My Friend is a Palestinian Bedouin: VI. Cultural Differences and the Intercultural Encounter

My Friend is a Palestinian Bedouin: VI. Cultural Differences and the Intercultural Encounter

The dimensions may be described as follows. “Power distance” relates to the extent to which the less powerful members of organizations and institutions (like the family) accept and expect that power is distributed unequally. “Individualism” versus its opposite, collectivism, concerns the degree to which individuals are integrated into groups. “Masculinity” versus its opposite, femininity, refers to the distribution of roles between the genders. Finally, “uncertainty avoidance” deals with a society’s tolerance for uncertainty and ambiguity. Later, he added a fifth dimension of “long-term orientation”, referring to values such as thrift and perseverance (Minkov & Hofstede, 2011). Recently, he added a sixth dimension “indulgence versus restraint”, referring to the allowance or suppression of needs like enjoyment of life and having fun (Hofstede, n.d. b). However, both “long-term orientation” and “indulgence versus restrained” were studied only in part of the world and not in all cultures relevant in the present study. Therefore, I will expand in this study only on the original four dimensions.

Hofstede’s work was replicated in many settings and his findings were used in many academic fields, mostly in quantitative research. He suggested that his work may be base for qualitative research as well, comparing value dimensions in two or more cases. He cited a host of research studies that used his indices and linked the dimensions to an immense number of variables. Among these variables are: attitudes toward a range of topics, satisfaction with personal or national issues, subjective well-being, emotional expression, conflict handling, and preference for certain pass-times (Hofstede, 2001).

One could compare the cultural dimensions as suggested by Hofstede with those suggested by Schwartz (on the country-level). Conceptually, we could postulate that Hofstede’s dimension of individualism-collectivism is comparable with Schwartz’s dimension of autonomy versus embeddedness. It seems that Hofstede’s dimension of power distance is comparable with Schwartz’s dimension of egalitarianism versus hierarchy. Furthermore, Hofstede’s dimension of uncertainty avoidance could be related to Schwartz’s dimension of harmony versus mastery. Perhaps also Hofstede’s dimension of masculinity-femininity is related to harmony versus mastery.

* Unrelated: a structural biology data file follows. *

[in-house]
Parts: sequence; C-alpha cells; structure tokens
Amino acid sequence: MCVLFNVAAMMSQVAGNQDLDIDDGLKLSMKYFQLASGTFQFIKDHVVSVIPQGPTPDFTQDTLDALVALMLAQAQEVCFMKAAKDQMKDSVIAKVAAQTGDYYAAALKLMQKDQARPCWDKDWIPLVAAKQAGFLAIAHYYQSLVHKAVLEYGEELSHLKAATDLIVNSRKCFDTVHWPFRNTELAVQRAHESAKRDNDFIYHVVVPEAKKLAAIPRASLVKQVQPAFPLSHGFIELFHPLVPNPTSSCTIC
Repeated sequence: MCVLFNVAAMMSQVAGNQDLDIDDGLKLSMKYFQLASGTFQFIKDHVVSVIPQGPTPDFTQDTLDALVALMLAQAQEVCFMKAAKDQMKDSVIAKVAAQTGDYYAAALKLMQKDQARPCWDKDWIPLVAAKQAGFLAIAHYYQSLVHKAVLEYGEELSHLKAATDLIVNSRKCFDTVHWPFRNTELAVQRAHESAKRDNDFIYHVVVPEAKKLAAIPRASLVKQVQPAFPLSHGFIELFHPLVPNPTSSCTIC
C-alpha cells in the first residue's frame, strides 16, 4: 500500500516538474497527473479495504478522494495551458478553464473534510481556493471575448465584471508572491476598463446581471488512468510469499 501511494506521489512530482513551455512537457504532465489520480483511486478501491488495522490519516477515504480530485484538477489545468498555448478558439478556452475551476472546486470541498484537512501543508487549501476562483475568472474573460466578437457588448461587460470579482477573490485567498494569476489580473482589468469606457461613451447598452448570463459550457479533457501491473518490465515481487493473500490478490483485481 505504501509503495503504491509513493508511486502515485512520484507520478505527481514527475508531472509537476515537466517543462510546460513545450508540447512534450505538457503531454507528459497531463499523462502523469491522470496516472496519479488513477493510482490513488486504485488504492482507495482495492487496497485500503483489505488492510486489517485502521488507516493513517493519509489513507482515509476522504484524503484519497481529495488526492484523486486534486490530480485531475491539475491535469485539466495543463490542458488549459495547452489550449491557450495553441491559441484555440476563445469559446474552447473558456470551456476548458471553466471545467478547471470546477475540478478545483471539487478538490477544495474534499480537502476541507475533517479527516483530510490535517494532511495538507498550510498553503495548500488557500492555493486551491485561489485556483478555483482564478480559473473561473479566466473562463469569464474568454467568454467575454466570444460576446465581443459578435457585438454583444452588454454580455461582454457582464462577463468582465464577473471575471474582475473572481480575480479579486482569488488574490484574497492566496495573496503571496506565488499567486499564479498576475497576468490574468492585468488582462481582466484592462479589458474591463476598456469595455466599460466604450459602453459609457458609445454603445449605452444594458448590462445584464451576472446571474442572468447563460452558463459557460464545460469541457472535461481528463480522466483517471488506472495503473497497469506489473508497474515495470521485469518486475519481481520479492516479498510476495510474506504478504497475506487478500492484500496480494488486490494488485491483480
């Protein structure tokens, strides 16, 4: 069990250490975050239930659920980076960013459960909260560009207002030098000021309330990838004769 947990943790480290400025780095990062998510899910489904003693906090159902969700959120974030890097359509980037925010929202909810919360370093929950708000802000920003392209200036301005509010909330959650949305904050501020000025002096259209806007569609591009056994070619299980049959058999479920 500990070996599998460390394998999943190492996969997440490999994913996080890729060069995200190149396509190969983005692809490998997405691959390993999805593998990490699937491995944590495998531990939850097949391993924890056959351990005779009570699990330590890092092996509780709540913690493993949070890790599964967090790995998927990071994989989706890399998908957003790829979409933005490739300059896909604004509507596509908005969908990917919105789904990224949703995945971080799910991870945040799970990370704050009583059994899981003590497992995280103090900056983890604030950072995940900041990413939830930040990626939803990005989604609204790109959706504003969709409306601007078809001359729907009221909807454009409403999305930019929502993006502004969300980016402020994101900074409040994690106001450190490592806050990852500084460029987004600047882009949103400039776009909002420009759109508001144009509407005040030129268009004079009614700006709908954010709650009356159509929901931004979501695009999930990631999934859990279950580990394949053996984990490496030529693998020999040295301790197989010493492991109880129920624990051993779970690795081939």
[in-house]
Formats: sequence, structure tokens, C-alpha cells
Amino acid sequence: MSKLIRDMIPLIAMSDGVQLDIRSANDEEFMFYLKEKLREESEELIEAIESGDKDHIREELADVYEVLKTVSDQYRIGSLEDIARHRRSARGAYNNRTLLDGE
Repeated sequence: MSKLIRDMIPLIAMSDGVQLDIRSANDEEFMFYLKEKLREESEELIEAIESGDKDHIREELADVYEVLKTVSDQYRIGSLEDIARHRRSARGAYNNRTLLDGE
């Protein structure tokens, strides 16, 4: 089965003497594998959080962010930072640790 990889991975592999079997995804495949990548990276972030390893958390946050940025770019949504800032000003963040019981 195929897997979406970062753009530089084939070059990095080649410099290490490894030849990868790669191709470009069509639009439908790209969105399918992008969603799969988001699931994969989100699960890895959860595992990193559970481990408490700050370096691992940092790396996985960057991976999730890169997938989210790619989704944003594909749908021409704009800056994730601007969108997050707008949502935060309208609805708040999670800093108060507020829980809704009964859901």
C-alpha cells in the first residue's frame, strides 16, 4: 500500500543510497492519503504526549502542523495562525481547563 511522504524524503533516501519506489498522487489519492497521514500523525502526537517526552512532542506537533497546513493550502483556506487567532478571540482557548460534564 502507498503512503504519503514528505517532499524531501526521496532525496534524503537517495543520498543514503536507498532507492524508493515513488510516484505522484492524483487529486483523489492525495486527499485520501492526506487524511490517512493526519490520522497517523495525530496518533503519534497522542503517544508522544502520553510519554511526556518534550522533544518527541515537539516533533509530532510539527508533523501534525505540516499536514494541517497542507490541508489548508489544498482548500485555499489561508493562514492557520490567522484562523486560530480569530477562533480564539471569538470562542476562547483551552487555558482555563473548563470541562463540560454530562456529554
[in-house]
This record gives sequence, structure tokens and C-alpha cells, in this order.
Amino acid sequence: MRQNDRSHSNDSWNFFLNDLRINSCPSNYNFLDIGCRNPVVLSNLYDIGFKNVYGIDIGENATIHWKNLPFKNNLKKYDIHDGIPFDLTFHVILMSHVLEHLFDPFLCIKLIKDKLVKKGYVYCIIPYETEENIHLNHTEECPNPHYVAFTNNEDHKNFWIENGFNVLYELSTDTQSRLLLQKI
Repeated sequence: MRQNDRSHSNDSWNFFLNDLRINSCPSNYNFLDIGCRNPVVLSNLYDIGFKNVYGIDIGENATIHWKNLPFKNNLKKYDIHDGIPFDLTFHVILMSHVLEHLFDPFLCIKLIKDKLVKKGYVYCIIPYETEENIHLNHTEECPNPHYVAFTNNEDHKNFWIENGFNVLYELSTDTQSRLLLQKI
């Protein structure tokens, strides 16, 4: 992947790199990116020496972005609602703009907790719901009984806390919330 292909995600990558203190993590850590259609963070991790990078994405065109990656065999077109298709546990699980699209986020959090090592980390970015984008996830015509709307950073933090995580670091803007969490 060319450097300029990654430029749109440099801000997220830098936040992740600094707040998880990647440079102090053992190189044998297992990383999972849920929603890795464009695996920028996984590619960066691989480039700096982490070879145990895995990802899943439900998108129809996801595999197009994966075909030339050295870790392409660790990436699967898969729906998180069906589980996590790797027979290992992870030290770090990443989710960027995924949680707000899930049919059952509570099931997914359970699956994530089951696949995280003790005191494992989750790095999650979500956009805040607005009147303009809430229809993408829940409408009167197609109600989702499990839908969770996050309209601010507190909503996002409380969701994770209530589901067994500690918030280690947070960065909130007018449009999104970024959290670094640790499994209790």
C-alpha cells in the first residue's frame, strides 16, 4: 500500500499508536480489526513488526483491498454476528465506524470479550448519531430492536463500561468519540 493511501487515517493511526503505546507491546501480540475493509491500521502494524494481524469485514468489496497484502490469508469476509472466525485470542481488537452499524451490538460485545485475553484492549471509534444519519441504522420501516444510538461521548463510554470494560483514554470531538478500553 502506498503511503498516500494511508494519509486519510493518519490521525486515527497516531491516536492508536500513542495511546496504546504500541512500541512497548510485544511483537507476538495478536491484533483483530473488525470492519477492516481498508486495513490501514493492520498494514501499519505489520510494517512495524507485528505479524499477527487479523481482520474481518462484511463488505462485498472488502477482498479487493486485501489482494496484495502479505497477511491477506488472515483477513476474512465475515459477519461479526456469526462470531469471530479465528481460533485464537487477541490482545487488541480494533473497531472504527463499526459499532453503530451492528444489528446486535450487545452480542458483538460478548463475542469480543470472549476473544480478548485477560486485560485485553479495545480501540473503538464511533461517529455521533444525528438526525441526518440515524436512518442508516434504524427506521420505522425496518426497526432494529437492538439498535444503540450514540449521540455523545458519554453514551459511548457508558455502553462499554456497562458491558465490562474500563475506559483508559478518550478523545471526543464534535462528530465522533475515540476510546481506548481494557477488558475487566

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About the Author

Daniel WeishutDaniel J.N. Weishut, born in the Netherlands but living in Jerusalem, is a professional with a diverse background. He holds an MA in Clinical Psychology and an MBA in Integrative Business Administration, both from the Hebrew University in Jerusalem, and a PsyD in Clinical and Organizational Psychology from the Professional School of Psychology (Sacramento). He has about thirty years of experience in consultation and therapy with a wide variety of clients and issues, more than twenty years of practice in group facilitation, and over fifteen years of know-how in governance and management in various organizations. Daniel Weishut offers his services as a "Partner on the Way", while taking a world-view that people are diverse but equal. He works with a variety of clients, but his special interest is in work with those who have found themselves persecuted or otherwise in conflict with their social environment, because of their culture, identity or belief system. For example: migrants, expats, refugees, Holocaust survivors, soldiers, pacifists, and individuals from religious, cultural or sexual minorities. Daniel Weishut is a social activist and in this capacity he volunteers as Chairperson of the Israeli Association of Group Psychotherapy, as Member of the Membership Appeals Committee of Amnesty International and as forensic expert for the Public Committee Against Torture in Israel. He also is involved in raising awareness about the situation of Bedouins around Jerusalem; awareness which led among others to the writing of his dissertation "My friend is a Palestinian Bedouin: Challenges and opportunities in intercultural friendship".

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